relations, the Cyprus problem and developments in the Balkans.
At a bilateral level, the two sides ascertained very friendly relations, as
reflected by the two countries' cooperation in international organisations.
Mr. Kranidiotis told Ms Alliende that Greece intended to support Cuba's
participation in the European Union - Latin America - Caribbean summit
meeting scheduled for June 1999 in Rio de Janeiro.
Growing cooperation between Greece and Cuba includes a recent decision by
Athens to grant development aid to Havana in the form of credit facilities
totalling US$10 million, aimed primarily at promoting Greek exports to
Mr. Kranidiotis and Ms Alliende discussed bilateral economic and commercial
ties against the background of an air transport agreement which paves the
way for a direct air link between the two countries.
A shipping agreement is also scheduled which will contain an article on the
avoidance of double taxation from shipping profits.
The accord is particularly important to Athens, given that 85 per cent of
total trade with Cuba is carried out by vessels belonging to Greek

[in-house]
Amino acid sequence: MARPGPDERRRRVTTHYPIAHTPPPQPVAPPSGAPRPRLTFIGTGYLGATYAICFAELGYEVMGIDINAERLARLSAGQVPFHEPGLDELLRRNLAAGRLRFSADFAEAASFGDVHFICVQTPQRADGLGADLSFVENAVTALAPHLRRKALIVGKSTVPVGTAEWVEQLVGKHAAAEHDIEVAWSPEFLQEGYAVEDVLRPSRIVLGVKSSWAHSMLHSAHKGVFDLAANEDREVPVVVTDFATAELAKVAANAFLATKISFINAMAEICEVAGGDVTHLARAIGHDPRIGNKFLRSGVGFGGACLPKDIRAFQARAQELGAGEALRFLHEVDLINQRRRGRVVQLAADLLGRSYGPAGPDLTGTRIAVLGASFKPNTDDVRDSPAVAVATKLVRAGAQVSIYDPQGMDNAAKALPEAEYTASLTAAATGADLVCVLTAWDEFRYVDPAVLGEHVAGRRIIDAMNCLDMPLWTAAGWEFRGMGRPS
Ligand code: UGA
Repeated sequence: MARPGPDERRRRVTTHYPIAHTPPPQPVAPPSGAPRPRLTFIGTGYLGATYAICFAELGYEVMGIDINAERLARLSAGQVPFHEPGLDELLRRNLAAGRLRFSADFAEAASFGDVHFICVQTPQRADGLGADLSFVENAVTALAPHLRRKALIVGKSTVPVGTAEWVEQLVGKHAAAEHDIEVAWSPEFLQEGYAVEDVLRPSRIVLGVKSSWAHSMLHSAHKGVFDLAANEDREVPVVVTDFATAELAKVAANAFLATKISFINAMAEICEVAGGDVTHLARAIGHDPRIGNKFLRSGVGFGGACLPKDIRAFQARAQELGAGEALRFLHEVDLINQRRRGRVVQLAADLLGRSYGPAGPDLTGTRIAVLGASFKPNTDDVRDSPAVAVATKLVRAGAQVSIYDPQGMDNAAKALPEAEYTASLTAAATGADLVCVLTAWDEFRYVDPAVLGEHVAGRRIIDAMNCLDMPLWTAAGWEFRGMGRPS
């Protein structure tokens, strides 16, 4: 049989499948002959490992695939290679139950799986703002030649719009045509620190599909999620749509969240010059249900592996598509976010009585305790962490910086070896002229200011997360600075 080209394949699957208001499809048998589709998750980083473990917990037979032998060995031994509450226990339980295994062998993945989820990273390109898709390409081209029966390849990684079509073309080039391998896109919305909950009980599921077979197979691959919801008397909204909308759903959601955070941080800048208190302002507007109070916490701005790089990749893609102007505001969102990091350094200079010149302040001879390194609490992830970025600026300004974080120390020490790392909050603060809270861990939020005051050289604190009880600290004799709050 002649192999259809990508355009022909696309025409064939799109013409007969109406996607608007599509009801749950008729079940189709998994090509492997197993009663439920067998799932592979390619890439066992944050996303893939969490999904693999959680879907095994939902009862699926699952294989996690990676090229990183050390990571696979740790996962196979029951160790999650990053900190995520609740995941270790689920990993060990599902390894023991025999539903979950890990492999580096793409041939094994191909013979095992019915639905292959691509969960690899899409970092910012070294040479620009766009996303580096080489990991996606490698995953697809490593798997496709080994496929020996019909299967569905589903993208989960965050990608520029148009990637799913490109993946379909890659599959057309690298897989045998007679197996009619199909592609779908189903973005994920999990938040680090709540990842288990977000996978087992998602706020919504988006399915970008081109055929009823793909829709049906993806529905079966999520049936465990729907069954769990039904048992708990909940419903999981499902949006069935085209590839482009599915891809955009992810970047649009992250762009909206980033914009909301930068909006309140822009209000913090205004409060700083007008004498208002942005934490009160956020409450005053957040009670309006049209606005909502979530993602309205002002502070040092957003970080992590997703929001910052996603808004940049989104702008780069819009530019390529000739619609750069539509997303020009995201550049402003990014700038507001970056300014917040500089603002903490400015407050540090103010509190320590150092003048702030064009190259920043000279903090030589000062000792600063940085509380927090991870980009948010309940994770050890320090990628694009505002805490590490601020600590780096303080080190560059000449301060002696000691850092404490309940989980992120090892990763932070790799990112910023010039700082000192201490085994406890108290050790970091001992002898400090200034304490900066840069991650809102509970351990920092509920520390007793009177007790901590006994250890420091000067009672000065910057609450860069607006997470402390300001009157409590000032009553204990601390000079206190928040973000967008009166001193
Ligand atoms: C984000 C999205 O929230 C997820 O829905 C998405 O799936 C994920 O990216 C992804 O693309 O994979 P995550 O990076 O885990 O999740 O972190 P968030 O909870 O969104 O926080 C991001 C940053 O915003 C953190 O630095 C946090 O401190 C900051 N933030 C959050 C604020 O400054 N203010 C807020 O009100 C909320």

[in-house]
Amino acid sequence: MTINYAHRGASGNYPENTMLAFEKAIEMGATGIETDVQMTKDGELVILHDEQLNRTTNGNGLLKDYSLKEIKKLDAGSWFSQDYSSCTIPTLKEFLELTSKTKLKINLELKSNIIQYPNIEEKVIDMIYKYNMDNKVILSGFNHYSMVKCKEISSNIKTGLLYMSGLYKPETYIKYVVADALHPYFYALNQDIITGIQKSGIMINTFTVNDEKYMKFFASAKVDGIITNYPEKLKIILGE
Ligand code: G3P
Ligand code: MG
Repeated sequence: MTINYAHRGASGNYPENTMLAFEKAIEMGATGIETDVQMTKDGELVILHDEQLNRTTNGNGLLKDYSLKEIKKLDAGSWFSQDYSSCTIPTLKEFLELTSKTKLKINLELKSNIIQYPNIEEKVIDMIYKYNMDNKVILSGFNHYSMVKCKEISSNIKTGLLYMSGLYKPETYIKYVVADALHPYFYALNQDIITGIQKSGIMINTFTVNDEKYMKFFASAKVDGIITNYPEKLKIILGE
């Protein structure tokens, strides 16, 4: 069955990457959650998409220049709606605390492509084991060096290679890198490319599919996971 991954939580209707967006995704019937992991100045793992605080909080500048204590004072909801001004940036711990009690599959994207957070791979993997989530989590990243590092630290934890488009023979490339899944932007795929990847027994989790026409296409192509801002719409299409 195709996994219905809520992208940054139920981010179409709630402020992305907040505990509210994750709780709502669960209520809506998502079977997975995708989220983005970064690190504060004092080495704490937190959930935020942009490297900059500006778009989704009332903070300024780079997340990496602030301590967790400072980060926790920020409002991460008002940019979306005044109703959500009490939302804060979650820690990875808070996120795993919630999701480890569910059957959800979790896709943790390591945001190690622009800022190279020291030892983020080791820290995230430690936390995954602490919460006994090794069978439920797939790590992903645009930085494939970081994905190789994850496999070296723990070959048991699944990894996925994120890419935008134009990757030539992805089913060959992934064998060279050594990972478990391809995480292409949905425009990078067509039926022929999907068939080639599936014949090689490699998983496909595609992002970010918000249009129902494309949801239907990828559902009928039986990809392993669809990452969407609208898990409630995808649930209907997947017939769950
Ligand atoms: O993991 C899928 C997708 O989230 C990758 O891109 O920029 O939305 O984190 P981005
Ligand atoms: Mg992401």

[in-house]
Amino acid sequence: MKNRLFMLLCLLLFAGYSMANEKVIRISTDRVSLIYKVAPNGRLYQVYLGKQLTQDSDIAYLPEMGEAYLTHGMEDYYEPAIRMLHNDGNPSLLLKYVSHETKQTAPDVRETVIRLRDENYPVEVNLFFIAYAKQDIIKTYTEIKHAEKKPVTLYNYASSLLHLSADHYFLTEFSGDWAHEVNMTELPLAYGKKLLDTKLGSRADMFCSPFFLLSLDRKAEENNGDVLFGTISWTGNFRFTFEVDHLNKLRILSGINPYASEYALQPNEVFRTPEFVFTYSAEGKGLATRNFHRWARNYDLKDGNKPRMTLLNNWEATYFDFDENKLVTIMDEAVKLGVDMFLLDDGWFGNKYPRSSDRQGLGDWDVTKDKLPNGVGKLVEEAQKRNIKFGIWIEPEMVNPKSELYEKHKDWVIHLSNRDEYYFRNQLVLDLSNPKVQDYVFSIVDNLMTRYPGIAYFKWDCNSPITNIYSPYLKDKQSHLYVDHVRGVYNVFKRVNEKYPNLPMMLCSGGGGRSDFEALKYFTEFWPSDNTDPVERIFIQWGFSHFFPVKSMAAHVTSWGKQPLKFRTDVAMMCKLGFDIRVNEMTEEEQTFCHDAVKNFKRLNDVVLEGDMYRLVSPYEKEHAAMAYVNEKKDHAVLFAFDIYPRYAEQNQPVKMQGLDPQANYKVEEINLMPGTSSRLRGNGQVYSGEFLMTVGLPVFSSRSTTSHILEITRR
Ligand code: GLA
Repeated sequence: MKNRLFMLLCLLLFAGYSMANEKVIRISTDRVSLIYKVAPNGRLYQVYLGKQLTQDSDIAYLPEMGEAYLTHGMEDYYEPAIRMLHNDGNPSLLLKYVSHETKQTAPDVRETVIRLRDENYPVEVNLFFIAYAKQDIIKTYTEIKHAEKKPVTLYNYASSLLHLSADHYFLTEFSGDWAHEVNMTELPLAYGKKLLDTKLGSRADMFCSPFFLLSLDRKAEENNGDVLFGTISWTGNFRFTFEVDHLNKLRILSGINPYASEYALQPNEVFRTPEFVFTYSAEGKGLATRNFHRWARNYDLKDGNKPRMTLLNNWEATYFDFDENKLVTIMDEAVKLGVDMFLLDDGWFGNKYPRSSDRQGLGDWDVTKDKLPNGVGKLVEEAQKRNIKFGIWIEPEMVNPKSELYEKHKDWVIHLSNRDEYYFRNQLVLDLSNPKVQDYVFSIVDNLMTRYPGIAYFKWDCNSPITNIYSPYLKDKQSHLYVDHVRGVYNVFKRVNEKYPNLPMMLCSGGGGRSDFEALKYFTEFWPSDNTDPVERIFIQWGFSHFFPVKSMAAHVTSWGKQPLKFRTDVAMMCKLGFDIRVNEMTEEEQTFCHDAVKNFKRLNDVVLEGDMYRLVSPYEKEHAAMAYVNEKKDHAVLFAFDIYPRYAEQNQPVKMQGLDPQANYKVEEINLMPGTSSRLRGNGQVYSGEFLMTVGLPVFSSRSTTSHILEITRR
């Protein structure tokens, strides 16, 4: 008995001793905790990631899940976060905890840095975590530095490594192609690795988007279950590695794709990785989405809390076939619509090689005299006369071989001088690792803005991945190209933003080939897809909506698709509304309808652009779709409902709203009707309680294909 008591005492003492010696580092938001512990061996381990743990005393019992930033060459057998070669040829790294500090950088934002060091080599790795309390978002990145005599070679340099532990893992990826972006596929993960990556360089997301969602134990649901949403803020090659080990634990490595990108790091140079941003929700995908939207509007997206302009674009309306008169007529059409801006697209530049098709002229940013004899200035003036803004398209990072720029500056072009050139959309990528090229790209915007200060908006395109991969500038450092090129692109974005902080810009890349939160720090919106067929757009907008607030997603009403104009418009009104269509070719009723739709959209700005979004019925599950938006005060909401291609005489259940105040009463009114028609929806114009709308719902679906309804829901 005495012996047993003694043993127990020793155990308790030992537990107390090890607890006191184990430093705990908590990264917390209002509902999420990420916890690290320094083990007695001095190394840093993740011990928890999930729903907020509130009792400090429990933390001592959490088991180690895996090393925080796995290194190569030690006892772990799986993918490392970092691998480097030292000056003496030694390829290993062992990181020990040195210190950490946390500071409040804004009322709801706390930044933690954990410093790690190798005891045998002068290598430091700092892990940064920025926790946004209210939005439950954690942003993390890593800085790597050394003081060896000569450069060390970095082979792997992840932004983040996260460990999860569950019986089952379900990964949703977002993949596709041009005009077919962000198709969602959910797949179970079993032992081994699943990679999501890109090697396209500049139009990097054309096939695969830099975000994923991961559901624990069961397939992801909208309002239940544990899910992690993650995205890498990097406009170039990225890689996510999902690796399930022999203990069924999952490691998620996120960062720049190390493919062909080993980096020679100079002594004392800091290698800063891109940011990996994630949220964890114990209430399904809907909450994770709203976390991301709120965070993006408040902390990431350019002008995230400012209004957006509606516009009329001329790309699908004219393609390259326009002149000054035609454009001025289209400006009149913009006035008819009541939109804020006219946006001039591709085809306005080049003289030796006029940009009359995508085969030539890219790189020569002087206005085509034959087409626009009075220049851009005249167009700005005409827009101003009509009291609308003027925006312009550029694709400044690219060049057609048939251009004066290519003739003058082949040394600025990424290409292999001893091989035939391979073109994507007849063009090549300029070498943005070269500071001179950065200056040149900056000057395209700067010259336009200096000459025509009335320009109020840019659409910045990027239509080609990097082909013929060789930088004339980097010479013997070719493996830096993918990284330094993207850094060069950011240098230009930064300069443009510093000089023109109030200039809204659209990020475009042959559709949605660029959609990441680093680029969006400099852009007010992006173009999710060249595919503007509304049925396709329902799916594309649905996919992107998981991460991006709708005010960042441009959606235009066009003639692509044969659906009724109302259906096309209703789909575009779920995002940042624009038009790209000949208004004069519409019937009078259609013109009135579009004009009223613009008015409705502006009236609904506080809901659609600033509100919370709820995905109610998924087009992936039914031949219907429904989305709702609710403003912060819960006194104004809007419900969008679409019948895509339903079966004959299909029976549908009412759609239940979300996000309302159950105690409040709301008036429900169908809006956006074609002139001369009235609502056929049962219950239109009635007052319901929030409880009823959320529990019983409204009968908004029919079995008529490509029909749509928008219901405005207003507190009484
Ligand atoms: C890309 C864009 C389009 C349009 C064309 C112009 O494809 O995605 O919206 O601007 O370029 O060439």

EU figures: Greeks smoke more but less prone to cancer
Compared to the average European, Greeks smoke more but less prone to
cancer; most Greeks are homeowners but live in crowded conditions and show
less preference for part-time employment, while they increasingly send
their children to universities.
This was the social profile of the average Greek based on a survey on
economic and social trends throughout EU member-states, presented yesterday
by the European Commission in Brussels.
The survey revealed that although two out of three Europeans generally
stated that they "feel well", official data reflected that one in three men
and one in four women were attacked by cancer before they reached
Classics prof: Ancient Greeks were environmentalists
Ancient Greeks differed markedly from their descendants in one very
contemporary area, a leading Greek academic said yesterday, namely, they
cared for the environment.
"I searched the ancient world for elements related to ecology and an
initial conclusion is that the ancient world cared about nature - there was
a clear ecological tendency in ancient religion," Ioannina University
emeritus classics professor Fanis Kakridis told a conference on "Ecology
and education in the Mediterranean".